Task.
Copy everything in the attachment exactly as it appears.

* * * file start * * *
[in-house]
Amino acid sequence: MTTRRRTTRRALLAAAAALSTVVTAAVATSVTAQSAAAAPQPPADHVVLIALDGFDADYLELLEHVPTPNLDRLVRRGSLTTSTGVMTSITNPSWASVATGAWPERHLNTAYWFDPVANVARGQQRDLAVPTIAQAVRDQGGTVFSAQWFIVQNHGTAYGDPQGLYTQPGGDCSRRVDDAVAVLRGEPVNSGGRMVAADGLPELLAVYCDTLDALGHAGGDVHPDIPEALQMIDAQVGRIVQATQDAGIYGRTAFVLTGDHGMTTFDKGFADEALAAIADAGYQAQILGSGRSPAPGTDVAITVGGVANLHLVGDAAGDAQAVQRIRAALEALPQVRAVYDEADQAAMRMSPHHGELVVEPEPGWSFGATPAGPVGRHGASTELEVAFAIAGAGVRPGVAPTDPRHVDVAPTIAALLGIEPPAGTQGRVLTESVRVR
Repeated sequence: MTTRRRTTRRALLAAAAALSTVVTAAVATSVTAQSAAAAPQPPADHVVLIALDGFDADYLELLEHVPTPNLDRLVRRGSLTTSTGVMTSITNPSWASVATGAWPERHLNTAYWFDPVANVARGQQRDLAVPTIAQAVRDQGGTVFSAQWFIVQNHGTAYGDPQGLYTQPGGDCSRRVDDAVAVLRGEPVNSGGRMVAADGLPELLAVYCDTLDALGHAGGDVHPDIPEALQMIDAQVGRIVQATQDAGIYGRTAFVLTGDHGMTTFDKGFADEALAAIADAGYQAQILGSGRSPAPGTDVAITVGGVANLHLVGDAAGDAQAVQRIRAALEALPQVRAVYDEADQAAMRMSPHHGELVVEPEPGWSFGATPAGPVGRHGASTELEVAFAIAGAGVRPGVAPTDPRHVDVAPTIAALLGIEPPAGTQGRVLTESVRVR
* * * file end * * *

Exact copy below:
[in-house]
Amino acid sequence: MTTRRRTTRRALLAAAAALSTVVTAAVATSVTAQSAAAAPQPPADHVVLIALDGFDADYLELLEHVPTPNLDRLVRRGSLTTSTGVMTSITNPSWASVATGAWPERHLNTAYWFDPVANVARGQQRDLAVPTIAQAVRDQGGTVFSAQWFIVQNHGTAYGDPQGLYTQPGGDCSRRVDDAVAVLRGEPVNSGGRMVAADGLPELLAVYCDTLDALGHAGGDVHPDIPEALQMIDAQVGRIVQATQDAGIYGRTAFVLTGDHGMTTFDKGFADEALAAIADAGYQAQILGSGRSPAPGTDVAITVGGVANLHLVGDAAGDAQAVQRIRAALEALPQVRAVYDEADQAAMRMSPHHGELVVEPEPGWSFGATPAGPVGRHGASTELEVAFAIAGAGVRPGVAPTDPRHVDVAPTIAALLGIEPPAGTQGRVLTESVRVR
Repeated sequence: MTTRRRTTRRALLAAAAALSTVVTAAVATSVTAQSAAAAPQPPADHVVLIALDGFDADYLELLEHVPTPNLDRLVRRGSLTTSTGVMTSITNPSWASVATGAWPERHLNTAYWFDPVANVARGQQRDLAVPTIAQAVRDQGGTVFSAQWFIVQNHGTAYGDPQGLYTQPGGDCSRRVDDAVAVLRGEPVNSGGRMVAADGLPELLAVYCDTLDALGHAGGDVHPDIPEALQMIDAQVGRIVQATQDAGIYGRTAFVLTGDHGMTTFDKGFADEALAAIADAGYQAQILGSGRSPAPGTDVAITVGGVANLHLVGDAAGDAQAVQRIRAALEALPQVRAVYDEADQAAMRMSPHHGELVVEPEPGWSFGATPAGPVGRHGASTELEVAFAIAGAGVRPGVAPTDPRHVDVAPTIAALLGIEPPAGTQGRVLTESVRVR